From willing feet, and willing hands,
To willing throat above!
Bound with the band of fellowship,
Bound with the ties of love!


Singing, -- reciting, -- chanting,
Onward through life he goes:
One day he poses as a coach,
Another day he rows.
With all his College work besides,
He earns his night’s repose. [3]


Sporting Heads of Colleges[edit]

Victorian Oxbridge did not “recruit” athletes. Still, certain “sporting heads” of colleges were not indifferent to matriculating talented oarsmen. The Etonian flow to Oxford in the 1890s and to Cambridge in the following decade helped swing the Boat Race results those years. W.B. Woodgate opined in Vanity Fair (April 9, 1903), that “[i]t does a College more good socially to produce a Blue with a pass than to shelve him to make room for some obscure substitute who in the Long scraps through with a Third Class, and meantime is a necessity in all College athletic arenas.” His illustrations:

Dr. Warren, [President of Magdalen College, Oxford,] was offered in 1901 the services of the then Captain of Boats at Eton -- John Edwards-Moss (junior). He insisted on the youth passing Responsions before he would admit him. To do this would have entailed cramming all Long Vac., abandoning all sport at the sire’s Scottish shooting-box; and possible failure after all. So the boy elected, with paternal assent, to cast in his lot at Third Trinity, Cambridge, with other Eton aquatic pals who were simultaneously leaving. Result, a high-class oar lost to Oxford and gained for Cambridge; and undeniably a very important factor in the Putney to Mortlake defeats that befell Oxford in the years immediately following. But, I am glad to record, there still survive such commodities as sporting heads of Oxford colleges. In July 1905, I chanced to be in the waiting-room of Worcester G.W.R. station. A Right Rev. accosted me, and asked if I would mount guard over his chattels, while he went to get some food. On his return I ventured to ask him what his diocese was; he replied, “None. He was Bishop Michison, Master of Pembroke College.” Then I bethought me that an old Radley friend of mine was at the moment contemplating sending a son of his to that college, not so much for the sake of degree, as to give him chance of earning his blue on the river; and that he was somewhat apprehensive as to the boy’s classical attainments sufficing to pass him for matriculation. I volunteered to shove in my own oar at this juncture, and said: “There is a son of an old friend of mine, good oar, good character, but unfortunately not likely ever to set the Thames on fire with his classics. His father wants to send him to Pembroke. . . .” The Bishop cut me short. “Oh, I know whom you mean; young Illingworth. I know all about him; you need not be afraid that I shall let him slip; I hear he can row; I shall matriculate him whether he can spell or not.” (I wish we had had a few more Michisons at Alma Mater.)[4]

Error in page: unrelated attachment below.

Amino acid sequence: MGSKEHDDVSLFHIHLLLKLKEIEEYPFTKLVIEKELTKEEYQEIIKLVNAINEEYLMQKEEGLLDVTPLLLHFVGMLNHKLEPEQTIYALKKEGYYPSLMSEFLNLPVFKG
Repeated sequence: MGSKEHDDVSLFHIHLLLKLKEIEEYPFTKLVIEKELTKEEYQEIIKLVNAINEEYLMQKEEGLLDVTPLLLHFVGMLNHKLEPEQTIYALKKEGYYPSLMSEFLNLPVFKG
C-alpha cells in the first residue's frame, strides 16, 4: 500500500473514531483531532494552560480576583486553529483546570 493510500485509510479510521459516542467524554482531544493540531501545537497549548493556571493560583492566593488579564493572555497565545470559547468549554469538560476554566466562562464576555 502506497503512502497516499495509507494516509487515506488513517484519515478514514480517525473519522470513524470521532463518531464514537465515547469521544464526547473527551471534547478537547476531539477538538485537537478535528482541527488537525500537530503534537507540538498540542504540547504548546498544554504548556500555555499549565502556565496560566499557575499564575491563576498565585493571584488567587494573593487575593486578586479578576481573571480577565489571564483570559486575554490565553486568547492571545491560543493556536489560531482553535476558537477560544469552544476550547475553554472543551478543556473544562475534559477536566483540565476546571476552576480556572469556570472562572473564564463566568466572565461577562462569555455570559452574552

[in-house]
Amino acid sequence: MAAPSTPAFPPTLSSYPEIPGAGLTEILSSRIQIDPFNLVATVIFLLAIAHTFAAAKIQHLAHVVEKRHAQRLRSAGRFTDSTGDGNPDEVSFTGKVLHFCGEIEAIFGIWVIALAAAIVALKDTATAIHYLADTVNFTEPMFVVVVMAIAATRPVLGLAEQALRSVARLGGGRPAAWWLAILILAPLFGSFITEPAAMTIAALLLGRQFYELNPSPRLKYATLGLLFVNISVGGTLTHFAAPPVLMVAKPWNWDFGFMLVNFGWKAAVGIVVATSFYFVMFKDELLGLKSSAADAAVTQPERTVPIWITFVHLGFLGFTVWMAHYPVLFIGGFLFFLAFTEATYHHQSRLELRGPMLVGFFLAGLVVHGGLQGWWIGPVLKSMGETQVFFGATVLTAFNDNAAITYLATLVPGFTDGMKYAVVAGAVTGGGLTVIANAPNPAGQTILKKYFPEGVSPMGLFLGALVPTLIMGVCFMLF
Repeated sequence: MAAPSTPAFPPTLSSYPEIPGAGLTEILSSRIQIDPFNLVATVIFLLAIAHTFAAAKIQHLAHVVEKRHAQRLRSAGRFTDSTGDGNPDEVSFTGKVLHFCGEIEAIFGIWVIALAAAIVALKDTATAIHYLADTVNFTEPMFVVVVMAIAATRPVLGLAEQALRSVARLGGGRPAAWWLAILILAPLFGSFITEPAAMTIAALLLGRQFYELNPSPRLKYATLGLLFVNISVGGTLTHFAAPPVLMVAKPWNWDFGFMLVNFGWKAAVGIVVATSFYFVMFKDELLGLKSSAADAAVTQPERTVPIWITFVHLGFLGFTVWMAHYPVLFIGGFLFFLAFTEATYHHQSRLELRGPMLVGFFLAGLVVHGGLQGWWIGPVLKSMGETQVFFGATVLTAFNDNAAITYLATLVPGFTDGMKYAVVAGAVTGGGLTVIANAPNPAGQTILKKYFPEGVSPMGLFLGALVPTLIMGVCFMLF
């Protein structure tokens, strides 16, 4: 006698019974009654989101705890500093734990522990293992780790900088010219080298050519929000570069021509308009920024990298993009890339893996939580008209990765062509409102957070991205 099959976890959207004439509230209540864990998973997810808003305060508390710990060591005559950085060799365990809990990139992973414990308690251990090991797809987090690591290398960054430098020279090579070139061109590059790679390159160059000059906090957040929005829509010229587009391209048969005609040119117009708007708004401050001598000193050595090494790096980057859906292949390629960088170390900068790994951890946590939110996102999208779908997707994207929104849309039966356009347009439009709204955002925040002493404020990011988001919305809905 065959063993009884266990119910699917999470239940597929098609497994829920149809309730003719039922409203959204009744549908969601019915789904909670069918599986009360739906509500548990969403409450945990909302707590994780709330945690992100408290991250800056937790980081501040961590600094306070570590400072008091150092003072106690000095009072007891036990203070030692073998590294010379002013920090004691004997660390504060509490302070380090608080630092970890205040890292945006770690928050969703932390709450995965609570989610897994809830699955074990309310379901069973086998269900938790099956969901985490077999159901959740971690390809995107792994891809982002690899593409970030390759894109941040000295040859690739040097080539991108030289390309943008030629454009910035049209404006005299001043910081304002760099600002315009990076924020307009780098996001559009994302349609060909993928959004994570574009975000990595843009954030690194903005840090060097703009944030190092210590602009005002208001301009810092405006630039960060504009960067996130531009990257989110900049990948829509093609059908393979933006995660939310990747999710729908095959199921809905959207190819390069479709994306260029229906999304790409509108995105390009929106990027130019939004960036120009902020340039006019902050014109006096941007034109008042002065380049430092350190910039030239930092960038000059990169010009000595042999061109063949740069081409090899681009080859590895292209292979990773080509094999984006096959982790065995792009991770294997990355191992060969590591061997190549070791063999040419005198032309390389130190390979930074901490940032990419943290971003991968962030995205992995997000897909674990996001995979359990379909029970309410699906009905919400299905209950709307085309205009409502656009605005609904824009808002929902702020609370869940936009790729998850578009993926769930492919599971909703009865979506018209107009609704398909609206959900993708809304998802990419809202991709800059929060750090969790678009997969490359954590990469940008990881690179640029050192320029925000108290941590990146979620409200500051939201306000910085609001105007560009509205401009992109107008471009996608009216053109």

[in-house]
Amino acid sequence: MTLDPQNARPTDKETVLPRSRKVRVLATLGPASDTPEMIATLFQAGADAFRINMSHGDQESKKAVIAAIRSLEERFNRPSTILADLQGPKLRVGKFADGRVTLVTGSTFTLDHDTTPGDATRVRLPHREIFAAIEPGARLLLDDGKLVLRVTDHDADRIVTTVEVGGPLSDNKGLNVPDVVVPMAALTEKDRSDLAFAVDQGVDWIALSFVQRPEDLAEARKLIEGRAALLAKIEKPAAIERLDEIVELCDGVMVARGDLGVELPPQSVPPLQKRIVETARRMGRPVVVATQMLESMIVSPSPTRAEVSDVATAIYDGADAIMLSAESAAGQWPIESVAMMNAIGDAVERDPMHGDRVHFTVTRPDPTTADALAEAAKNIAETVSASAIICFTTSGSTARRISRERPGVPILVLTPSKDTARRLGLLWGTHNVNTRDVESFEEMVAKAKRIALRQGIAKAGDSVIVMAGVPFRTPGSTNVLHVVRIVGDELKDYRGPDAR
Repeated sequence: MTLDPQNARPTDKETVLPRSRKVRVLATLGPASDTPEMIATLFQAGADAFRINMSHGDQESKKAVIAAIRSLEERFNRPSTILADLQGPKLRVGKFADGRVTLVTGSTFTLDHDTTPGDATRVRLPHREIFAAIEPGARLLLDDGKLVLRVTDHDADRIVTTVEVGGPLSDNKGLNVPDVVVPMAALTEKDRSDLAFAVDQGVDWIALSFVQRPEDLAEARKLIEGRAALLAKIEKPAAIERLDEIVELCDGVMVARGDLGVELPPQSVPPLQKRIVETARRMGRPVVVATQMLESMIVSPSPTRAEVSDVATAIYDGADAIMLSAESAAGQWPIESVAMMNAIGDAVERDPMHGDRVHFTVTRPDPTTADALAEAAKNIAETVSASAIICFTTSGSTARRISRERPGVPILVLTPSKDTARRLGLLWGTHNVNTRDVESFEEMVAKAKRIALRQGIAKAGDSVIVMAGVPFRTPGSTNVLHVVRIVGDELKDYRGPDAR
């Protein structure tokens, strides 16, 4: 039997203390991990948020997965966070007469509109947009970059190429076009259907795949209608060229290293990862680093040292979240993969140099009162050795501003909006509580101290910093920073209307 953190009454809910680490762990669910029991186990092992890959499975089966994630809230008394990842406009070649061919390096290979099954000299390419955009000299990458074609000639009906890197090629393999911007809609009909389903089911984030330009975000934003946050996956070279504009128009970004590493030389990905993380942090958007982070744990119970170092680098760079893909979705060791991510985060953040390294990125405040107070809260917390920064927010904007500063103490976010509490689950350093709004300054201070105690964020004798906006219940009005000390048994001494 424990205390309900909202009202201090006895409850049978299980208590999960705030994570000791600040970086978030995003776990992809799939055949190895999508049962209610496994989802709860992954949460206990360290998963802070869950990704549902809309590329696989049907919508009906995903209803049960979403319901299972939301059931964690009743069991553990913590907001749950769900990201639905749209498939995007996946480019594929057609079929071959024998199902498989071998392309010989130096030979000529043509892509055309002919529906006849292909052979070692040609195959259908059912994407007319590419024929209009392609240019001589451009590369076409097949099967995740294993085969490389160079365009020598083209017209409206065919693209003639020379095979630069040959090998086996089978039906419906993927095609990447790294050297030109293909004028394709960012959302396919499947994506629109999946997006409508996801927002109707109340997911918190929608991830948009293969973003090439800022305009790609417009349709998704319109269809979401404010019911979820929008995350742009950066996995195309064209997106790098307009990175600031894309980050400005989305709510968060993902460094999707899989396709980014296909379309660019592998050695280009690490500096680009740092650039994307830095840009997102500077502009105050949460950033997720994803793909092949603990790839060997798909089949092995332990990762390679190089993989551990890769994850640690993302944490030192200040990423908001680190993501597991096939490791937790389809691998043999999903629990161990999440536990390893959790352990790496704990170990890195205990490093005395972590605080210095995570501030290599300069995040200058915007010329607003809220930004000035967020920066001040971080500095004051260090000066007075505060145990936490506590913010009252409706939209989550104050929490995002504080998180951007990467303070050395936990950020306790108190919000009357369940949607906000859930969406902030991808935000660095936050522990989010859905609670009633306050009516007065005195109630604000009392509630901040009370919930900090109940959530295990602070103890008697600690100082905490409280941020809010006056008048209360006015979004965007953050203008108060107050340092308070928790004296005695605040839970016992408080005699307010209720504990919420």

Charles Hunter Illingworth of Pembroke College, Oxford got his blue at No. 2 in the 1906 Boat Race, though Cambridge with Duggie Stuart won.

References[edit]

  1. ^ N. Wigglesworth, The Social History of English Rowing, p. 101.
  2. ^ The Pem, December 2, 1895.
  3. ^ The Pem, May 10, 1893.
  4. ^ W.B. Woodgate, Reminiscences of an Old Sportsman, pp. 131-32.